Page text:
In the US and Canada, EE's are Electrical Engineers and deal with electronics design, theory, safety, etc.  They don't wire houses, or hookup street lamps to the power grid, although they certainly designed the DC to DC converter in that LED lamp post, and designed the power source powering the grid.  I don't want to get into the degree vs non-degree debate here, but EE's know electronics, and some even learned it at school :)

Electricians are what you call sparkies. They are trades-people, and usually licensed in a jurisdiction. They deal with the power grid, wiring houses, buildings, etc. (sparkies - I don't like that word, where did it come from? If they refer to themselves as sparkies, well I guess they chose it then, like some EE's might call themselves nerds. )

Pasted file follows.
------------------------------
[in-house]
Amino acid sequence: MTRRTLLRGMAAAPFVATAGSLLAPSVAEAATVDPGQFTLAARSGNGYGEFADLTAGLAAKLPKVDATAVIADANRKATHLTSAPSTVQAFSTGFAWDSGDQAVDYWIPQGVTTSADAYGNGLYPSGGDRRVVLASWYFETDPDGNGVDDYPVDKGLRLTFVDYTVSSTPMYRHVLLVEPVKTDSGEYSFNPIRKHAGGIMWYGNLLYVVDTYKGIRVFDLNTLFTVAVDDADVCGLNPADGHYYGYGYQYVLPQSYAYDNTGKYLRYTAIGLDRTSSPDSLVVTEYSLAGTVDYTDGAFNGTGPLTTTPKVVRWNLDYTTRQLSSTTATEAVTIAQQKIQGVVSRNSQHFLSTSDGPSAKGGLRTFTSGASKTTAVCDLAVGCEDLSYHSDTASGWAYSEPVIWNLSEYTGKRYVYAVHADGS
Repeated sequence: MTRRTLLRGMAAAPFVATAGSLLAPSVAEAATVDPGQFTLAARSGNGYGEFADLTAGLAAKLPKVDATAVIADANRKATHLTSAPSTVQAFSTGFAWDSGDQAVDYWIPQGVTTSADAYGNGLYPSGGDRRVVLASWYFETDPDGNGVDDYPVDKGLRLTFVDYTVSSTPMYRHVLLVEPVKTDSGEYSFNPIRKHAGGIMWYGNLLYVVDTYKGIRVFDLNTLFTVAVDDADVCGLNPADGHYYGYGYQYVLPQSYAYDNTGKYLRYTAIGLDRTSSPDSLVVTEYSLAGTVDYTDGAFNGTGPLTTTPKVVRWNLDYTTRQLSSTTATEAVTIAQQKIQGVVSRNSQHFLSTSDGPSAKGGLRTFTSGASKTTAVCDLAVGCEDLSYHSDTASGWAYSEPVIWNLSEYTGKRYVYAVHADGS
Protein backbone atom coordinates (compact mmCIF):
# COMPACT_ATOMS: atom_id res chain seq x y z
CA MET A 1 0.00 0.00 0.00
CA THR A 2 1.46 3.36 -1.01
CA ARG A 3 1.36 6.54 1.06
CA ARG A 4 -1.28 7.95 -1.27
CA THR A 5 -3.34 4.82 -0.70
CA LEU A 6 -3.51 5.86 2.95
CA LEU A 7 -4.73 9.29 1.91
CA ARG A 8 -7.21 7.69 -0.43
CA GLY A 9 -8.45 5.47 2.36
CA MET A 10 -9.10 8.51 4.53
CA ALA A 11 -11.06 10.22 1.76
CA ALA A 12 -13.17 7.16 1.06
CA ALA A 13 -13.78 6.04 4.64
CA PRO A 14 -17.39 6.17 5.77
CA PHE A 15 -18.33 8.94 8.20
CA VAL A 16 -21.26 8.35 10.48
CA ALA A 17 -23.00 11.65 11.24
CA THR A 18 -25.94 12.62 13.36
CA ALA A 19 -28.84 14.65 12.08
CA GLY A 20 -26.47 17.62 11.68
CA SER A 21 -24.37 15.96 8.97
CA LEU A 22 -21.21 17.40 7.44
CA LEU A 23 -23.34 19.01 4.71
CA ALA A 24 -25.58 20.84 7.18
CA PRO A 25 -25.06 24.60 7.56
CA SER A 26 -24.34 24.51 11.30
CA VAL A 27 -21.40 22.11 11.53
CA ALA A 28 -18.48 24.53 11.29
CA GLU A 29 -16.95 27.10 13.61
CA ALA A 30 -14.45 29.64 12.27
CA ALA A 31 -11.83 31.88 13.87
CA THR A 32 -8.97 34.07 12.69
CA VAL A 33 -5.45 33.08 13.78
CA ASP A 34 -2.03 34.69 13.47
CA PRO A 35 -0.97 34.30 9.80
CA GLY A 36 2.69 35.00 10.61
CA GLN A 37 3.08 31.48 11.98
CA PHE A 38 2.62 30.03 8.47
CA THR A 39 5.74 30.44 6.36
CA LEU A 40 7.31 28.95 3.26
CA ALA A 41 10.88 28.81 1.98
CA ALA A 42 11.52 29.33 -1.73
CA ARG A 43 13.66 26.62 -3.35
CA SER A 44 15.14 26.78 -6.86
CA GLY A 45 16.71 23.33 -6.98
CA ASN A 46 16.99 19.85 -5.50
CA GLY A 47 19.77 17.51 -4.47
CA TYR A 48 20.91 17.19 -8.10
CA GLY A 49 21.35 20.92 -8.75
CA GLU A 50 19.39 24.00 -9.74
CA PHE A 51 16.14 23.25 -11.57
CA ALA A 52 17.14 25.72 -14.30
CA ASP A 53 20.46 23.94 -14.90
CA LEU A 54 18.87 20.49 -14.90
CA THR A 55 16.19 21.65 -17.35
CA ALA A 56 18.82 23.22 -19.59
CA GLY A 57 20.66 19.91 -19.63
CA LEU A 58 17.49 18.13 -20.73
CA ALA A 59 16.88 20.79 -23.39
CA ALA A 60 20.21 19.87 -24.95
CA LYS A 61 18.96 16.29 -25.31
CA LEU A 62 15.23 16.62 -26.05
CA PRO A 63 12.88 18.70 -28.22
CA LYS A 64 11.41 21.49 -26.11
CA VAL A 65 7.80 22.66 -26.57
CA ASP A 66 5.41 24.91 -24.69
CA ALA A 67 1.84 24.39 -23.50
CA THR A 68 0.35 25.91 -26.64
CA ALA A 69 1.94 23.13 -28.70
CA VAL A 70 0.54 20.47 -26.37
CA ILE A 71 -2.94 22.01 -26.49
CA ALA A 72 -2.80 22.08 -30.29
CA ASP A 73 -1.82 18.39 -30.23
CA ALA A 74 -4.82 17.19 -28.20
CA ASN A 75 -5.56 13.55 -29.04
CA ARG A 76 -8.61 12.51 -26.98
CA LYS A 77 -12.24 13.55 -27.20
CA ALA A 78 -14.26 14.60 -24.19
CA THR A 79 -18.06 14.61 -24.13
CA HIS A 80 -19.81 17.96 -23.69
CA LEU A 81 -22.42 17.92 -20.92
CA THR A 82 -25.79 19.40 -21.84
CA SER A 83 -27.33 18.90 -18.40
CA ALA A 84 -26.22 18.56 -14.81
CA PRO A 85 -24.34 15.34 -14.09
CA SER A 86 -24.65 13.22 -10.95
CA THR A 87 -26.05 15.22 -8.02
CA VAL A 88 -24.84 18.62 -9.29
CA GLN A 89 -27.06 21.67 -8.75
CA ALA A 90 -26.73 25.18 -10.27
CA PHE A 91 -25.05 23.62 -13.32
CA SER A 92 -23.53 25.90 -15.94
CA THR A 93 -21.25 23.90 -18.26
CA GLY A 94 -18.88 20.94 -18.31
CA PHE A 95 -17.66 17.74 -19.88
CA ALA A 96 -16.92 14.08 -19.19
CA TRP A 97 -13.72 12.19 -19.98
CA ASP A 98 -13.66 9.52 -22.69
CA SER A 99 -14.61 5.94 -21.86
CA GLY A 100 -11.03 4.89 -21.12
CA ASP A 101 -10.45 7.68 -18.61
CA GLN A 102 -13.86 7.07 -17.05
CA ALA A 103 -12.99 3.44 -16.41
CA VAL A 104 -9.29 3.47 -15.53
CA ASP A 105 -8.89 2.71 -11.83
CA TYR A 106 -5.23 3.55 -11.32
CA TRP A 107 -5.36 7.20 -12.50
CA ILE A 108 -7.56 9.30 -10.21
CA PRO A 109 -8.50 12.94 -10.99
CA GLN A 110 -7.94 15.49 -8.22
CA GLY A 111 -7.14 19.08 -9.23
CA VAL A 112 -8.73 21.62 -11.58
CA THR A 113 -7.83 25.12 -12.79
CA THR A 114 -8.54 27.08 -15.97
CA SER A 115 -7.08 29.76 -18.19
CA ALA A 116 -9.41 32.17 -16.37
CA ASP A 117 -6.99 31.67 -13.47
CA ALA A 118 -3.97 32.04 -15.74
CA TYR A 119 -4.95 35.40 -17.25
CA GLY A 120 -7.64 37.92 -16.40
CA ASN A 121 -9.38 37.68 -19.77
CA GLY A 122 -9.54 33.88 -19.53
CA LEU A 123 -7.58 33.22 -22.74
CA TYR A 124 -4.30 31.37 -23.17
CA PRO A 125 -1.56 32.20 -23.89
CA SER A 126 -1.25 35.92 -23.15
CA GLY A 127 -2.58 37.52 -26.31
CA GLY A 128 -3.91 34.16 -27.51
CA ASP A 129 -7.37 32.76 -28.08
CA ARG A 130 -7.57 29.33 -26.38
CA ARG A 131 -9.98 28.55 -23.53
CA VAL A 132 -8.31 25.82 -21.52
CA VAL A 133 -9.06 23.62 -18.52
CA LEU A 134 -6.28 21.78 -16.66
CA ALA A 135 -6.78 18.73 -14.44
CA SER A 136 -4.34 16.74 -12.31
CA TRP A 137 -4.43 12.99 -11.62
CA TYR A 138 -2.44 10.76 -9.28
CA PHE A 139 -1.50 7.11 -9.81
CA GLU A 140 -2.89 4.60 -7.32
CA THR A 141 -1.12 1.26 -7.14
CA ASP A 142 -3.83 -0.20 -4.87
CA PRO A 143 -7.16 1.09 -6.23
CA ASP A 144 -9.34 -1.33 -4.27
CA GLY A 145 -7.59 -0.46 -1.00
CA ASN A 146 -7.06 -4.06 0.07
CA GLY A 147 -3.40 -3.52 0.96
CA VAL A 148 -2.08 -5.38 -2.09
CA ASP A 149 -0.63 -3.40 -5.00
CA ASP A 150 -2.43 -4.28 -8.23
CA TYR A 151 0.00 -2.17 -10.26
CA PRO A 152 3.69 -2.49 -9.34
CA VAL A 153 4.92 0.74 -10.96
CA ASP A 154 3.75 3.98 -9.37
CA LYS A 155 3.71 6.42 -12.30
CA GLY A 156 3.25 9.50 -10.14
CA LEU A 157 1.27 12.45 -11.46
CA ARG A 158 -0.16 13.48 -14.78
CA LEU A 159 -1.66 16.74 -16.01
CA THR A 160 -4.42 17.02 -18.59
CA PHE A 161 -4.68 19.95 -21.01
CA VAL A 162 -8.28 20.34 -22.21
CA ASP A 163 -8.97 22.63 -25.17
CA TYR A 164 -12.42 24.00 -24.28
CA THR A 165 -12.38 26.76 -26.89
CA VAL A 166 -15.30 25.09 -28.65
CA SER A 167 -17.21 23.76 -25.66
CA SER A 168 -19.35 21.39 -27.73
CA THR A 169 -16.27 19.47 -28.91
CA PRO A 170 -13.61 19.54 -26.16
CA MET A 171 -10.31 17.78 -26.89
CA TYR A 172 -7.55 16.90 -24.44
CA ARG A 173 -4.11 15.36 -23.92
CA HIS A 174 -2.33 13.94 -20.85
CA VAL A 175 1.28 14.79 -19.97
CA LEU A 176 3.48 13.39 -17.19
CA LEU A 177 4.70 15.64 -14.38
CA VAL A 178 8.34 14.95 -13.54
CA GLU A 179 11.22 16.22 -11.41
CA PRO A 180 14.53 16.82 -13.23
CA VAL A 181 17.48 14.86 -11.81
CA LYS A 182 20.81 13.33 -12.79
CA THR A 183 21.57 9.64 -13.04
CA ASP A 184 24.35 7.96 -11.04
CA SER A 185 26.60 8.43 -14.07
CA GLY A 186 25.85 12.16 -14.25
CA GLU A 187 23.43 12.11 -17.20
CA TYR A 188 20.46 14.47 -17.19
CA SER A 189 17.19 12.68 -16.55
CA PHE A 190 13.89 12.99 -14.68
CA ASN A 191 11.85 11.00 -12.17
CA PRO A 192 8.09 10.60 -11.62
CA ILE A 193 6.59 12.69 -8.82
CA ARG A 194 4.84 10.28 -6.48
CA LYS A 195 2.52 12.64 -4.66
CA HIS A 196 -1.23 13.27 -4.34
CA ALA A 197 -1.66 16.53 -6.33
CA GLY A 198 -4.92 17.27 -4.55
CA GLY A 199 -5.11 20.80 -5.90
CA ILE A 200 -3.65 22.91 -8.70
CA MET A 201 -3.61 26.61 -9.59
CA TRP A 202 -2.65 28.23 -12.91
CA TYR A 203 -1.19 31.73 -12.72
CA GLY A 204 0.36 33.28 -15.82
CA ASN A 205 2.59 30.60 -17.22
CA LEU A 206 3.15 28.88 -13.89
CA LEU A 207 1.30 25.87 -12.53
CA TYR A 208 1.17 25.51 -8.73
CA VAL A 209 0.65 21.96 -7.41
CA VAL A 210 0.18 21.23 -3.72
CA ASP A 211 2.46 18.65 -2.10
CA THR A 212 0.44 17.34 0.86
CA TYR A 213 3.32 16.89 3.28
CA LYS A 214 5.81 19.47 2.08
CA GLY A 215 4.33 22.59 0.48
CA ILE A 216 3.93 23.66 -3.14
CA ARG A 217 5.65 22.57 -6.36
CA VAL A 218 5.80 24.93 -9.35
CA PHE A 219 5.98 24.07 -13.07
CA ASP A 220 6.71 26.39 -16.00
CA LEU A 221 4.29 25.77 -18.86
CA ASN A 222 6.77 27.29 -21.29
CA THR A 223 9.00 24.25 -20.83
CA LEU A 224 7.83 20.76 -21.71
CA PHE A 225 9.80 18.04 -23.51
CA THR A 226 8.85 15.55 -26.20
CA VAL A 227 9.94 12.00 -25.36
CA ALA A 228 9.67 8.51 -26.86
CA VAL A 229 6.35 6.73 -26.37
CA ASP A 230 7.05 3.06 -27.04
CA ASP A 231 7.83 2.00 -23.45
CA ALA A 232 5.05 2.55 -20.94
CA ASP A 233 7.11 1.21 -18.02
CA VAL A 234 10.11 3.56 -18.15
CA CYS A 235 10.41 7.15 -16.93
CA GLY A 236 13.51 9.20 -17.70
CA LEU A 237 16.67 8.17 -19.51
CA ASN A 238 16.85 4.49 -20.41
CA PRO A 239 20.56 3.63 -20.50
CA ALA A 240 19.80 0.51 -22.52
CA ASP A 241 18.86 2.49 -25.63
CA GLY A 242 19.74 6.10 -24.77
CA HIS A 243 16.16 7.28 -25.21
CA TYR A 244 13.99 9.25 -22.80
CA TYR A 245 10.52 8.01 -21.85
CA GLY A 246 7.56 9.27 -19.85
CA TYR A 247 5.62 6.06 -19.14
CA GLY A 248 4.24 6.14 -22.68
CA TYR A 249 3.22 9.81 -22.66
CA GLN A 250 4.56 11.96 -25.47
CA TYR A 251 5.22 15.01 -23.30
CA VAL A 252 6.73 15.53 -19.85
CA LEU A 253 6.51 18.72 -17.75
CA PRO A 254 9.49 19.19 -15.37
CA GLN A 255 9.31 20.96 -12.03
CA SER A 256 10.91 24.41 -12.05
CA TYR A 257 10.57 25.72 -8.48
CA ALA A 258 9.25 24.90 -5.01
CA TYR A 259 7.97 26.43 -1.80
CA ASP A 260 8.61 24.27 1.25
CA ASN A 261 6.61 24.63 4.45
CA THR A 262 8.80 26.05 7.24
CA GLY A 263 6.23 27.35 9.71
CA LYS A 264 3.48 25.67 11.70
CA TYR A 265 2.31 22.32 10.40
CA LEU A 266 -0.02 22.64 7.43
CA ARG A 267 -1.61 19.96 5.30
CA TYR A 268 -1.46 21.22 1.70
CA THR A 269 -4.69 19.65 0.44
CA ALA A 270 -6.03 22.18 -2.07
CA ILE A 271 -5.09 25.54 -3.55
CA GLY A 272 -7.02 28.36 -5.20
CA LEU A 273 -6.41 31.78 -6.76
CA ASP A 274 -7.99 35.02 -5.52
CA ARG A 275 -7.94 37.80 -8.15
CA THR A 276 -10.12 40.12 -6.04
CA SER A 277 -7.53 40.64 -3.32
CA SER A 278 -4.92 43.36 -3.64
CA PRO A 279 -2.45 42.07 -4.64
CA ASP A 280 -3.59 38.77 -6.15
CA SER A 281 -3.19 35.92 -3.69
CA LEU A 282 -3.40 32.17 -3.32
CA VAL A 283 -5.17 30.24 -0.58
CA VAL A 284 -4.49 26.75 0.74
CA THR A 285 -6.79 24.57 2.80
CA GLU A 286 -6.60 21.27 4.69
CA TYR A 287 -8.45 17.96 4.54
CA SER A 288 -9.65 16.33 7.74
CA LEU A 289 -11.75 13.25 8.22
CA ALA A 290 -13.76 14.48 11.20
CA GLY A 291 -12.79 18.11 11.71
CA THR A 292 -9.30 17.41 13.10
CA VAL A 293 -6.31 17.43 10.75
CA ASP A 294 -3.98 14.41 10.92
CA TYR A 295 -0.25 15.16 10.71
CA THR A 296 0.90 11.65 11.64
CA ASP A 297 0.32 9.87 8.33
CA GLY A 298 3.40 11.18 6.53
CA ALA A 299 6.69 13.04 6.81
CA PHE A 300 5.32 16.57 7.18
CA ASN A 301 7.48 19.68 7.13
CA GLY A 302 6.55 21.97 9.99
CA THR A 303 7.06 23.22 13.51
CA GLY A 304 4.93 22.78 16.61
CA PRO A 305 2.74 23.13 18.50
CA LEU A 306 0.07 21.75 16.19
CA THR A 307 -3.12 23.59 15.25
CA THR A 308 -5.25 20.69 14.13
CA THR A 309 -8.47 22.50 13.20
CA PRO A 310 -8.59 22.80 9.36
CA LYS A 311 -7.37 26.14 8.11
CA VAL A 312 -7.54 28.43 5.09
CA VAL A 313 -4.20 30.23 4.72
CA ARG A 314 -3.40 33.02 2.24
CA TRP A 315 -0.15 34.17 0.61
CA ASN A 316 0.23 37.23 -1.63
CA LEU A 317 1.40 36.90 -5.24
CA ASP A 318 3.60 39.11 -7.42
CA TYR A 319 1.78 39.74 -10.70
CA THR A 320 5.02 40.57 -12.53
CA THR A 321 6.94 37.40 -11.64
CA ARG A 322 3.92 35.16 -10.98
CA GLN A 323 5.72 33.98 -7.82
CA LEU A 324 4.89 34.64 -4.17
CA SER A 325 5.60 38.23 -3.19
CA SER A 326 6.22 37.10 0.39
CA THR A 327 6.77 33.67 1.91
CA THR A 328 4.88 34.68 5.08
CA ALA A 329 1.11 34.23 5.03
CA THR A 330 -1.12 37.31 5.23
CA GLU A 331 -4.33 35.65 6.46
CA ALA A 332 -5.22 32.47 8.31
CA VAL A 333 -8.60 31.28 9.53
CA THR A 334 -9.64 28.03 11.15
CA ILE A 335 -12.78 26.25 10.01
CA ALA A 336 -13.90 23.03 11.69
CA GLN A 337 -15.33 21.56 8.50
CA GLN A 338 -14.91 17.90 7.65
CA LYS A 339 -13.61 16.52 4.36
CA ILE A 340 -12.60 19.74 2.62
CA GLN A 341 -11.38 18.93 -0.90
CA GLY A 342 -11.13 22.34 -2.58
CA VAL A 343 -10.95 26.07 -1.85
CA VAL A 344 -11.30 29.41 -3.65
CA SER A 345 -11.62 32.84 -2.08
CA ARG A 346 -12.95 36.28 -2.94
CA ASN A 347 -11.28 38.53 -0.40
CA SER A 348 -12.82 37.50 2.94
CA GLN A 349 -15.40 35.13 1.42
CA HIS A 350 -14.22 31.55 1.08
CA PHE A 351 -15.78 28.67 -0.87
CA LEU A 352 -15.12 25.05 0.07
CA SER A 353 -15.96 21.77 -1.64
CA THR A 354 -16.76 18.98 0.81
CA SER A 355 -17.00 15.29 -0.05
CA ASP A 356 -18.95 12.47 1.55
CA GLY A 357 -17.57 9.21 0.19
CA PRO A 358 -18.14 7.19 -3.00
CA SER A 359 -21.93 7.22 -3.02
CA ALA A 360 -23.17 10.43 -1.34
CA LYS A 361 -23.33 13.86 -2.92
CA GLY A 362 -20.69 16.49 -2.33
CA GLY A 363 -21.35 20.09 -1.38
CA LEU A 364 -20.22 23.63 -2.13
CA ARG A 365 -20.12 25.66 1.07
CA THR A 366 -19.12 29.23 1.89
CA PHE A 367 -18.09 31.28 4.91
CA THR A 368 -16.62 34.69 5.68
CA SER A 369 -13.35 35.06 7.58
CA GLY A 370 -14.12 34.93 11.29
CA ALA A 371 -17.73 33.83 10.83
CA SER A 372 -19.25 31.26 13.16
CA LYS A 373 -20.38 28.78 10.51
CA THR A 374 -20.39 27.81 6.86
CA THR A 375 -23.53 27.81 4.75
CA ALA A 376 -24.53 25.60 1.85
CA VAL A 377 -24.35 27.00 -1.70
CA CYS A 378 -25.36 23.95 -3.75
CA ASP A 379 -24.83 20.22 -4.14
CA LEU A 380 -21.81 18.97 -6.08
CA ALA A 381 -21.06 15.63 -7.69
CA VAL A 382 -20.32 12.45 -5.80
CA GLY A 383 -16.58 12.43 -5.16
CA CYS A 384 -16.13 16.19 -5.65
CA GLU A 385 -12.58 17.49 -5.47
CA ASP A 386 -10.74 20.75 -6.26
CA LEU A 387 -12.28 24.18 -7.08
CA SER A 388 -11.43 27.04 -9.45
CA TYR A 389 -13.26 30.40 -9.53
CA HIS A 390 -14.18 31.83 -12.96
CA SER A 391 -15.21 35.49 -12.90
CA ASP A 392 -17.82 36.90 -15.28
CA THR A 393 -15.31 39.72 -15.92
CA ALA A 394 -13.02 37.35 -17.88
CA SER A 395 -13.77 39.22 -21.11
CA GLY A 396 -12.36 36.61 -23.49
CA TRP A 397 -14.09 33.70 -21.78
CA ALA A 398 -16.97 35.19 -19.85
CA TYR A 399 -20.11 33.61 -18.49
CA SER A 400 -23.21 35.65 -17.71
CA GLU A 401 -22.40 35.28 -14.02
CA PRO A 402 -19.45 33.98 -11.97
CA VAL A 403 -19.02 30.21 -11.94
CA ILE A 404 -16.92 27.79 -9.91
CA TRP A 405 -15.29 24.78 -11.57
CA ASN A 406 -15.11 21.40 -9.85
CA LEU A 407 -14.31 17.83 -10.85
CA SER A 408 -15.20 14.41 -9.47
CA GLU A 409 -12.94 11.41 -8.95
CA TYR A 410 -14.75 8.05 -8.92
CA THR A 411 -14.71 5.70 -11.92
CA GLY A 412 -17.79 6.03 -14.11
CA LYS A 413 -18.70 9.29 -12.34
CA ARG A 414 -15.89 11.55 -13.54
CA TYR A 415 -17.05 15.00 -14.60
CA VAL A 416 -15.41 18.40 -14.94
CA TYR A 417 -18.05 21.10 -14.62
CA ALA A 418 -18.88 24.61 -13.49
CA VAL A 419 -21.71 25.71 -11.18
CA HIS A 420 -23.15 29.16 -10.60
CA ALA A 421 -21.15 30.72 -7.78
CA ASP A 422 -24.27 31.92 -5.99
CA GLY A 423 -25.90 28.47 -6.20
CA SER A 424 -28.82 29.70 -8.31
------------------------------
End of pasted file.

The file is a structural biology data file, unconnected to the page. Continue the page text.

Title: Re: Saleae Logic 16 review?
Post by: T4P on May 27, 2012, 02:43:21 pm
Ah yeah, sorry about that.
The confusion here is that Electrical Engineers here are just that, a sparkie.
Electronics Engineers are what you guys call a Electrical Engineer
Title: Re: Saleae Logic 16 review?
Post by: codeboy2k on May 27, 2012, 07:54:52 pm
Ah yeah, sorry about that.
The confusion here is that Electrical Engineers here are just that, a sparkie.
Electronics Engineers are what you guys call a Electrical Engineer

I never liked the term Electrical Engineer either, but it's the title, and it's stuck for now. 

But I really want a degree in Electron Wrangling, like free_electron has :)  I want a Ph.D.EW.  :)
Whenever I tell anyone my title, it will sound like I am sneezing at them.
Title: Re: Saleae Logic 16 review?
Post by: free_electron on May 27, 2012, 08:51:23 pm